Marilyn Fraser, MacKillop’s Aboriginal Education Worker, organised the event after hearing a review of the film on the radio on her way to work. The theme for NAIDOC week this year was ‘Because of her, we can!’ The Darkinjung people, the traditional owners of the land on which Mackillop College was built, were invited to attend, along with the local community.
“I was intrigued to find out more about this unique group [of women], who sang baroque German hymns first brought to Central Australia by Luther missionaries in the Nineteenth Century in Pitjantjatjara and Arrarnta.”
Eighty people attended the screening, with one audience member praising it as “an inspiring story about women, culture and song and how coming together brings strength to all.”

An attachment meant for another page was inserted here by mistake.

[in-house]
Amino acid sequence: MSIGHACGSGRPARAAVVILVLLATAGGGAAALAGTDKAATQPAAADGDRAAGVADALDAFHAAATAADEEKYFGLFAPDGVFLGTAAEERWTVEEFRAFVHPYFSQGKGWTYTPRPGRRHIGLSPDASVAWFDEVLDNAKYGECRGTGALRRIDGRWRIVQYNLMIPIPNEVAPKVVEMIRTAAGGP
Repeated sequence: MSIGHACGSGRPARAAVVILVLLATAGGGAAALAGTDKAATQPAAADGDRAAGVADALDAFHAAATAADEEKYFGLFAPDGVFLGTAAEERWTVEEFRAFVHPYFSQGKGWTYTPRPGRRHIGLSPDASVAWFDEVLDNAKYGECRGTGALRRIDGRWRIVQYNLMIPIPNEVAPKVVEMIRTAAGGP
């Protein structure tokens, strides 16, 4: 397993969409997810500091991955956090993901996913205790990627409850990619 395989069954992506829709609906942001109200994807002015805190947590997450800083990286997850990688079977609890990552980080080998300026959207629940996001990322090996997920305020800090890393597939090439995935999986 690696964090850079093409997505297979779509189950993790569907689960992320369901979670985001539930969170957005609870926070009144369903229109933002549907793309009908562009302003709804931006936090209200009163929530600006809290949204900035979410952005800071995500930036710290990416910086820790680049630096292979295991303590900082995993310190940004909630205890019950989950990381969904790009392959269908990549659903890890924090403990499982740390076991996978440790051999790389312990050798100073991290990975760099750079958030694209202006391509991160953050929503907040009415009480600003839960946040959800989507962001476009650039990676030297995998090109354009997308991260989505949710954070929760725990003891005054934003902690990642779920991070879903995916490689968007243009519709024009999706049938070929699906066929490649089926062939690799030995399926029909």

Others commented on “the cross-cultural connection that formed deep human relationships through their love of singing and keeping their languages alive.”
Some members of the audience were moved to tears and laughter.
Mackillop also celebrated NAIDOC week with a visit from Melissa Jackson from the State Library of New South Wales, who spoke to students about her work and the meaning of NAIDOC. Artist and musician Adam Hill ran workshops with the secondary students and the primary students had a day of activities and workshops including a smoking ceremony and traditional performances.
“I was both humbled and grateful for the support shown by the staff of MacKillop and the engagement from our entire community of students,” said Ms Fraser.